Archives For Reflection

 

Preserving Absence

A Reflection on this new book and what it means for Christians:

The End of Absence: Reclaiming What We’ve Lost in A World Of Constant Connection

Michael Harris

Hardback: Current, 2014
Buy now:  [ Amazon ]  [ Kindle ]

Reflection by Michael J. Bowling

[ Watch brief video intro to the book ]

 

We are flooded with presence! Twitter, Facebook, unlimited texting, smart phones, WIFI and a host of mobile devices put us in constant touch with nearly everyone on the planet. Maybe, this is a bit of an exaggeration today, but not so much in the near future. Some would respond, “What’s wrong with that?” After all, don’t we value presence? We want open and useful communication with others. Being present is at the core of Christian faith, right?

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“Becoming What One Is”

A review of
Examined Lives: from Socrates to Nietzsche

By James Miller

Reviewed by Michael Kallenberg

Examined Lives: from Socrates to Nietzsche.
James Miller.
Hardback: Farrar, Straus and Giroux, 2011.
Buy now: [ Amazon ]

EXAMINED LIVES - James MillerPhilosophy is defined in the Oxford Dictionary of Philosophy as the “study of the most general and abstract features of the world and categories with which we think.” As James Miller (professor of political science and liberal studies at the New School for Social Research) notes, this definition exposes the contemporary understanding of philosophy as an academic discipline of technical inquiry and theory for what it really is: a truncation of the classical ideal of a true philosopher as a lover of wisdom who practiced self-examination as a way of life. In his sagacious collection of twelve short biographies of various ancient and modern philosophers entitled Examined Lives: from Socrates to Nietzsche, Miller seeks to redress this modern neglect of the considered life and consequent diminution of philosophy. Or to put it another way, he shows his readers that character really matters by illustrating how the details of the lives of philosophers are pertinent to understanding and appraising their professed views. Continue Reading…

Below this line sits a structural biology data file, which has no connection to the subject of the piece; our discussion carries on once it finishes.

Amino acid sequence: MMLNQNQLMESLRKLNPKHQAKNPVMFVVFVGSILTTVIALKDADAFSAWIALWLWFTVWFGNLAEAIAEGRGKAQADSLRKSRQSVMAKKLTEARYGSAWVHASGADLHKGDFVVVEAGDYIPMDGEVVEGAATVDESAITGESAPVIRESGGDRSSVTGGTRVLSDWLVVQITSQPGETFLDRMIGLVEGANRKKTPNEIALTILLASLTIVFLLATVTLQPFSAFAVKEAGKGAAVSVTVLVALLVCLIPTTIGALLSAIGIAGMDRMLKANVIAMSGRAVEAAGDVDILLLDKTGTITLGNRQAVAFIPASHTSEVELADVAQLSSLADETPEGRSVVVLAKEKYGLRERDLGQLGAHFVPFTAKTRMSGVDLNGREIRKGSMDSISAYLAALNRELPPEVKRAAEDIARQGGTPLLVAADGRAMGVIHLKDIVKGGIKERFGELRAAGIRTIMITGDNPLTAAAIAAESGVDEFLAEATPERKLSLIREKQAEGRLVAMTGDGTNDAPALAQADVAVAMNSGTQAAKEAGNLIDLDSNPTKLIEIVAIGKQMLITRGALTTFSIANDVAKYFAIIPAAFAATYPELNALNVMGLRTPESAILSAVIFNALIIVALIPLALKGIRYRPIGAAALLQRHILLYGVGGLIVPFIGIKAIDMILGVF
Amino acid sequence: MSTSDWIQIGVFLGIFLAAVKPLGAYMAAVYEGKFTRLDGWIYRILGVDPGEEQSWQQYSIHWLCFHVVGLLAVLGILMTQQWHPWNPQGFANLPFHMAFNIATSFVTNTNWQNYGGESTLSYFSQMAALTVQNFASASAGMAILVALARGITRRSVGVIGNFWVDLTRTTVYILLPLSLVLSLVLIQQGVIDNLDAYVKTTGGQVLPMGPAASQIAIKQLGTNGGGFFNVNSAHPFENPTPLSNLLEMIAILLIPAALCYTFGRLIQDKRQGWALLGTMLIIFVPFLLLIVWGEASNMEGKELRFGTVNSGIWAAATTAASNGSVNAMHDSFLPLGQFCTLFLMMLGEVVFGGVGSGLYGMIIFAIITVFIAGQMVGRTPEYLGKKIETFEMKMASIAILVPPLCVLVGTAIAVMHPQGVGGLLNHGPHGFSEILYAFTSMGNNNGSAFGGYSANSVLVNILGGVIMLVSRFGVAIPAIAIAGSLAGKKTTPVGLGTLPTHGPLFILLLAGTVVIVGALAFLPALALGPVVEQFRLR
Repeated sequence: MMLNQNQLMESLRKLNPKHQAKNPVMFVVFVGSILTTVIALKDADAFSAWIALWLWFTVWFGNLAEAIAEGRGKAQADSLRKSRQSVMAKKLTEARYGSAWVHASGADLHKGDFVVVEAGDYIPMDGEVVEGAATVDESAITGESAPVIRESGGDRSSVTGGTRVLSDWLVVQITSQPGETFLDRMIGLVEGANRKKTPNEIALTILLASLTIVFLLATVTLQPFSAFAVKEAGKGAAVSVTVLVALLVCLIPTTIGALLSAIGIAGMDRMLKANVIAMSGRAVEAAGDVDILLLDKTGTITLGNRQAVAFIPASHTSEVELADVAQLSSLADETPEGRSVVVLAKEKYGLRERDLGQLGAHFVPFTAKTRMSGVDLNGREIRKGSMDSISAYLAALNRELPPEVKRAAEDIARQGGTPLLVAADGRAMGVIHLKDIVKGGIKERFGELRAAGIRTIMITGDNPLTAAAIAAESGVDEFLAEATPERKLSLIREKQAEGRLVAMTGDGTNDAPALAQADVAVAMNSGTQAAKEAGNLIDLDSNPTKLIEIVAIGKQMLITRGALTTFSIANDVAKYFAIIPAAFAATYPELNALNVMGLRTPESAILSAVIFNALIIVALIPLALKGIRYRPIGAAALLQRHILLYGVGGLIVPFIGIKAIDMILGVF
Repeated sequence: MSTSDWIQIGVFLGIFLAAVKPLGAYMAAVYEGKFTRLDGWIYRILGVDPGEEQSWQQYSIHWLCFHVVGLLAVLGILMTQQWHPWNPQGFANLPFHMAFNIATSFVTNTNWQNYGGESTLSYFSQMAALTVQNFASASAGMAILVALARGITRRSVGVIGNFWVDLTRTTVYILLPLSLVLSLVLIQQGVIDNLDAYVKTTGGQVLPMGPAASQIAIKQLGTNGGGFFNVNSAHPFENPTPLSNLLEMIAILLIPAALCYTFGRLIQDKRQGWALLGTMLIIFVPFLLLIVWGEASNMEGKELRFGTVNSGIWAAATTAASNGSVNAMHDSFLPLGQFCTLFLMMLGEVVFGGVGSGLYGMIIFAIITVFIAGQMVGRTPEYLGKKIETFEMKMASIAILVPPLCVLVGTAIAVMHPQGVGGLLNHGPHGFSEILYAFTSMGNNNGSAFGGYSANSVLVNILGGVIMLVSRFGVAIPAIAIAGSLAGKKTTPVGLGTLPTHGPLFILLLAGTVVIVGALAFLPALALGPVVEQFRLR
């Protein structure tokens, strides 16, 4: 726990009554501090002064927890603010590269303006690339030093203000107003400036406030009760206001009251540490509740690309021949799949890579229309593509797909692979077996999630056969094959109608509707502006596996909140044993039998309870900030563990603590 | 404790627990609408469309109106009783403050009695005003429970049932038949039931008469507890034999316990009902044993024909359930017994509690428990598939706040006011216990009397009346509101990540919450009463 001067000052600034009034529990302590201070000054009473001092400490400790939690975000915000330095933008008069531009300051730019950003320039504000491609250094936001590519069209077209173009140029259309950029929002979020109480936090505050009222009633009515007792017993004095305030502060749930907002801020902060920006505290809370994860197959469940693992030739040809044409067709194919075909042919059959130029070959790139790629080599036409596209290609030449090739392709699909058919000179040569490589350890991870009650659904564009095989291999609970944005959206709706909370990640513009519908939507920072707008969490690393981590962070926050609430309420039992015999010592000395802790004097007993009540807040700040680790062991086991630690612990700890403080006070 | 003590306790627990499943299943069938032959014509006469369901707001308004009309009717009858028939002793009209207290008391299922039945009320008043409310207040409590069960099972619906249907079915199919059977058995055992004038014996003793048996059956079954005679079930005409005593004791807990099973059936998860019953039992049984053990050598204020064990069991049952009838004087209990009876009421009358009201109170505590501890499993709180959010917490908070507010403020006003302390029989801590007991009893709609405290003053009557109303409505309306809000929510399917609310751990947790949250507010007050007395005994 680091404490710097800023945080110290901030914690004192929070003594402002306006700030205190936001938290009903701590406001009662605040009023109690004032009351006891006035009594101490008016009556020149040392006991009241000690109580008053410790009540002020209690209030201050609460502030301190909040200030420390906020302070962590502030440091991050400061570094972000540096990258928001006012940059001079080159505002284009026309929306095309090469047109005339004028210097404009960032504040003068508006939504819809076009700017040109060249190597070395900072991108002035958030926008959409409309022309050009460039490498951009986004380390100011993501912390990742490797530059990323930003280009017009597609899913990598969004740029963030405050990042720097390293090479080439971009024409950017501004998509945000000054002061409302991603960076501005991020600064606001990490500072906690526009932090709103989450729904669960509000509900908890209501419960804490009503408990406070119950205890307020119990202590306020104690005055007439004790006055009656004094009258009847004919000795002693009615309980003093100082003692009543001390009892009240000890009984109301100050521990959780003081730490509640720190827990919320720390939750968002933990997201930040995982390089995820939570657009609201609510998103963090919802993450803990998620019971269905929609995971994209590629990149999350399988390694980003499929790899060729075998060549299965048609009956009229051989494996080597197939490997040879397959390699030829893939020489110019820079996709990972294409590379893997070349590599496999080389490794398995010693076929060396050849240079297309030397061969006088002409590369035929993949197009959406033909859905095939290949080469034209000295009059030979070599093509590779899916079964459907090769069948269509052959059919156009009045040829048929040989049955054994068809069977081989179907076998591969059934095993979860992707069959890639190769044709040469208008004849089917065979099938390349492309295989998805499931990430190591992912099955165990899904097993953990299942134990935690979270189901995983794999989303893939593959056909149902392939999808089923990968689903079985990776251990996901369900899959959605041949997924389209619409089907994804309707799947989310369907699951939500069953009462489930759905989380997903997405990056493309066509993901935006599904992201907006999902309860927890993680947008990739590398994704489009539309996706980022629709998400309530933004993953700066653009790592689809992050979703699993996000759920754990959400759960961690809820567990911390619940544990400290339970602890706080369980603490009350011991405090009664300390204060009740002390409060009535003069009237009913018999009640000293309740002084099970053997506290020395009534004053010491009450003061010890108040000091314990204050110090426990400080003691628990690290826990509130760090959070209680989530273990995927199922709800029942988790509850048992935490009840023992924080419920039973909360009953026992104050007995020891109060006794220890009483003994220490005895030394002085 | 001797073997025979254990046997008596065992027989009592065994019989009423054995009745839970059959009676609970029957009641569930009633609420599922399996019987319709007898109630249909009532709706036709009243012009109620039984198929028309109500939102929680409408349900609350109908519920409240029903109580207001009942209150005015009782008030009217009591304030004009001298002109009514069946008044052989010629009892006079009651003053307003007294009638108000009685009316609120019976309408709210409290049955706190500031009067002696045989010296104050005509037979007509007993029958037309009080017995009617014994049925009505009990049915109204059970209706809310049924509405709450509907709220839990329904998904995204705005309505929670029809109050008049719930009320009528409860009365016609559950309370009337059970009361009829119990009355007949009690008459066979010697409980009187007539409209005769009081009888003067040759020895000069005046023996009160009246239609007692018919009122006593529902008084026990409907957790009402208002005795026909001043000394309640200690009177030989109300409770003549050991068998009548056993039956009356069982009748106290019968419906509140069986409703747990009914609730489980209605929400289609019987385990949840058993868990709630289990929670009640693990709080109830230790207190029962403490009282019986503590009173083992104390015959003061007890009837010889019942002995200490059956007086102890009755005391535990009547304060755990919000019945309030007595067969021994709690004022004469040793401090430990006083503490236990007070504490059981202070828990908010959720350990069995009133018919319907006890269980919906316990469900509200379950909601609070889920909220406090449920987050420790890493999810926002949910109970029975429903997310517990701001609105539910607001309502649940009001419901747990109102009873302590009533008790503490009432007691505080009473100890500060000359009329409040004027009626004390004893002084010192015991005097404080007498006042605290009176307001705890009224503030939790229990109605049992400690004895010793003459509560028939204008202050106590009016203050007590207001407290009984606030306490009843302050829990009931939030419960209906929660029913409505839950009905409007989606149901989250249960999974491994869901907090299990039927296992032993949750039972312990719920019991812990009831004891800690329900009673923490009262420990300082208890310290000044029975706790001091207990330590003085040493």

A Brief Review of

Gardening: Cultivating Wisdom (Philosophy for Everyone Series).
Dan O’Brien, editor.
Paperback: Wiley-Blackwell, 2010.
Buy Now:  [ Amazon ]

Reviewed by Chris Smith.

As one of the newest volumes in their eclectic “Philosophy for Everyone” series (a intriguing concept of itself, as the publisher seems not only to target an audience of everyone, but also to tackle a list of topics that covers just about everything), Wiley has offered us a delightful volume on the topic of gardening.  Although the series is titled as philosophy, and although there is indeed much here to spur philosophical reflection, this volume also offers as much on the history of gardening (and the history of thinking about gardening) as it does on philosophy of gardening.  Aptly subtitled, Cultivating Wisdom, this superb volume covers much ground from exploring “the virtues of gardening” to the role of gardens and gardening in the work of philosophers both ancient (Plato and Epicurus) and modern (David Hume).  One of my favorite essays in the collection was Gary Shapiro’s piece on “The Philosophy of Central Park,” an aesthetic argument that “what are variously called gardens, parks, earthworks, or perhaps most generally land art should be acknowledged once again as major forms of art” (149).  Such an argument is not unfamiliar to me, as our art editor, Brent Aldrich, has often made similar arguments in these pages (most recently in this review).  However, I was delighted to find that Shapiro takes as his case study, Central Park, the quintessential urban park, and forms a poignant and convincing argument around the features of the place.  Helene Gammack’s essay on “Food Glorious Food” and Michael Moss’s essay on “Brussels Sprouts and Empire” were also among the highlights of this fine volume.  If you garden, this volume will undoubtedly provide much food for thought as you work the land; if you don’t, this volume may just provide some convincing evidence that would compel you to give it a go.  Either way, it is an engaging and enjoyable read, and readers of the ERB will certainly want to stay tuned for future volumes in this diverse – and apparently all-encompassing – series!